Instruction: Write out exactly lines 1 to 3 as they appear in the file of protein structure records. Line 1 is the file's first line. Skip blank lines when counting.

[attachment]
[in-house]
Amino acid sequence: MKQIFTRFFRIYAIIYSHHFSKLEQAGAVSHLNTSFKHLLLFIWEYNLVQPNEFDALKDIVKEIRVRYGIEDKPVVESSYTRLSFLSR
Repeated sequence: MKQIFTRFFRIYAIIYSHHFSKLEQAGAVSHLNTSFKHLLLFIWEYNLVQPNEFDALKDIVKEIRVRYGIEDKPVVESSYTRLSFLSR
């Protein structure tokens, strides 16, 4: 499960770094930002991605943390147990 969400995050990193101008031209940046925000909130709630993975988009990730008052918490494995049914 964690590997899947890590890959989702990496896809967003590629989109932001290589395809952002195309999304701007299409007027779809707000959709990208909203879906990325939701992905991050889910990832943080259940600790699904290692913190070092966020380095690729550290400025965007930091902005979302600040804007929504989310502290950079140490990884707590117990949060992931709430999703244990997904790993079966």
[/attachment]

[in-house]
Amino acid sequence: MKQIFTRFFRIYAIIYSHHFSKLEQAGAVSHLNTSFKHLLLFIWEYNLVQPNEFDALKDIVKEIRVRYGIEDKPVVESSYTRLSFLSR
Repeated sequence: MKQIFTRFFRIYAIIYSHHFSKLEQAGAVSHLNTSFKHLLLFIWEYNLVQPNEFDALKDIVKEIRVRYGIEDKPVVESSYTRLSFLSR